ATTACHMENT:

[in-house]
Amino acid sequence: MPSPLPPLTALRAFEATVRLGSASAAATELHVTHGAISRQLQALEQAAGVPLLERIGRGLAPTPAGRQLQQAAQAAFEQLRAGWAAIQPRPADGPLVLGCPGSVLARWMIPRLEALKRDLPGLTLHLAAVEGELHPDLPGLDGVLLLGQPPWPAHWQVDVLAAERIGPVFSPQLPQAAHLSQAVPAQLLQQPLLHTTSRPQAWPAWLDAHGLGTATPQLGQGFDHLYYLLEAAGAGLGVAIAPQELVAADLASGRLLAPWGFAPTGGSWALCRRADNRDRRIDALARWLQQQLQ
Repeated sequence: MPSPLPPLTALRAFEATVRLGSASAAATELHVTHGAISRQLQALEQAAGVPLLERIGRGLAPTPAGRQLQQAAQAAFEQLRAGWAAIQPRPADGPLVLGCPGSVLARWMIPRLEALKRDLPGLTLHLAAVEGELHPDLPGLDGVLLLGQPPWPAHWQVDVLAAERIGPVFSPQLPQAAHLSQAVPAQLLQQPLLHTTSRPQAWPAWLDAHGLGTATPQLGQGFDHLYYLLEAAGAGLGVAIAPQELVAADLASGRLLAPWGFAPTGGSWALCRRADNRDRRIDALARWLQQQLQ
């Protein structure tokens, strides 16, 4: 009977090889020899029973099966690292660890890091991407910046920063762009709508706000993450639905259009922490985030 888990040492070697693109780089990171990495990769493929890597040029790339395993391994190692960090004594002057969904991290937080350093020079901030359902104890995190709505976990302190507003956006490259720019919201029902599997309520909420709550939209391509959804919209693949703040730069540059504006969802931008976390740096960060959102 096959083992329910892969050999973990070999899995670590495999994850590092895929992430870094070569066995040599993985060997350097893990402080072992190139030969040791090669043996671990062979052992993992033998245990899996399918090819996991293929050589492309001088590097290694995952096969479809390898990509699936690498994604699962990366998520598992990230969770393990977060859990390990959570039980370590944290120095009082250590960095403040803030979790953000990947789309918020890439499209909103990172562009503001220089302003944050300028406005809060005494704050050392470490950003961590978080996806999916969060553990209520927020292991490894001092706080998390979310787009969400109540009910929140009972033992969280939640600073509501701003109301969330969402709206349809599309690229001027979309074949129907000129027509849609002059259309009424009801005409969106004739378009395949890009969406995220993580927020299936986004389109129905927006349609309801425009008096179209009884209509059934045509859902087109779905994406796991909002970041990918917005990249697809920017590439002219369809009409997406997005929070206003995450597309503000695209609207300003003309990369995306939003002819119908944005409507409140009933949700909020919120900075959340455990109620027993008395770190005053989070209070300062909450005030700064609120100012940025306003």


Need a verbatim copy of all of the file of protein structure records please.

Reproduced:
[in-house]
Amino acid sequence: MPSPLPPLTALRAFEATVRLGSASAAATELHVTHGAISRQLQALEQAAGVPLLERIGRGLAPTPAGRQLQQAAQAAFEQLRAGWAAIQPRPADGPLVLGCPGSVLARWMIPRLEALKRDLPGLTLHLAAVEGELHPDLPGLDGVLLLGQPPWPAHWQVDVLAAERIGPVFSPQLPQAAHLSQAVPAQLLQQPLLHTTSRPQAWPAWLDAHGLGTATPQLGQGFDHLYYLLEAAGAGLGVAIAPQELVAADLASGRLLAPWGFAPTGGSWALCRRADNRDRRIDALARWLQQQLQ
Repeated sequence: MPSPLPPLTALRAFEATVRLGSASAAATELHVTHGAISRQLQALEQAAGVPLLERIGRGLAPTPAGRQLQQAAQAAFEQLRAGWAAIQPRPADGPLVLGCPGSVLARWMIPRLEALKRDLPGLTLHLAAVEGELHPDLPGLDGVLLLGQPPWPAHWQVDVLAAERIGPVFSPQLPQAAHLSQAVPAQLLQQPLLHTTSRPQAWPAWLDAHGLGTATPQLGQGFDHLYYLLEAAGAGLGVAIAPQELVAADLASGRLLAPWGFAPTGGSWALCRRADNRDRRIDALARWLQQQLQ
């Protein structure tokens, strides 16, 4: 009977090889020899029973099966690292660890890091991407910046920063762009709508706000993450639905259009922490985030 888990040492070697693109780089990171990495990769493929890597040029790339395993391994190692960090004594002057969904991290937080350093020079901030359902104890995190709505976990302190507003956006490259720019919201029902599997309520909420709550939209391509959804919209693949703040730069540059504006969802931008976390740096960060959102 096959083992329910892969050999973990070999899995670590495999994850590092895929992430870094070569066995040599993985060997350097893990402080072992190139030969040791090669043996671990062979052992993992033998245990899996399918090819996991293929050589492309001088590097290694995952096969479809390898990509699936690498994604699962990366998520598992990230969770393990977060859990390990959570039980370590944290120095009082250590960095403040803030979790953000990947789309918020890439499209909103990172562009503001220089302003944050300028406005809060005494704050050392470490950003961590978080996806999916969060553990209520927020292991490894001092706080998390979310787009969400109540009910929140009972033992969280939640600073509501701003109301969330969402709206349809599309690229001027979309074949129907000129027509849609002059259309009424009801005409969106004739378009395949890009969406995220993580927020299936986004389109129905927006349609309801425009008096179209009884209509059934045509859902087109779905994406796991909002970041990918917005990249697809920017590439002219369809009409997406997005929070206003995450597309503000695209609207300003003309990369995306939003002819119908944005409507409140009933949700909020919120900075959340455990109620027993008395770190005053989070209070300062909450005030700064609120100012940025306003």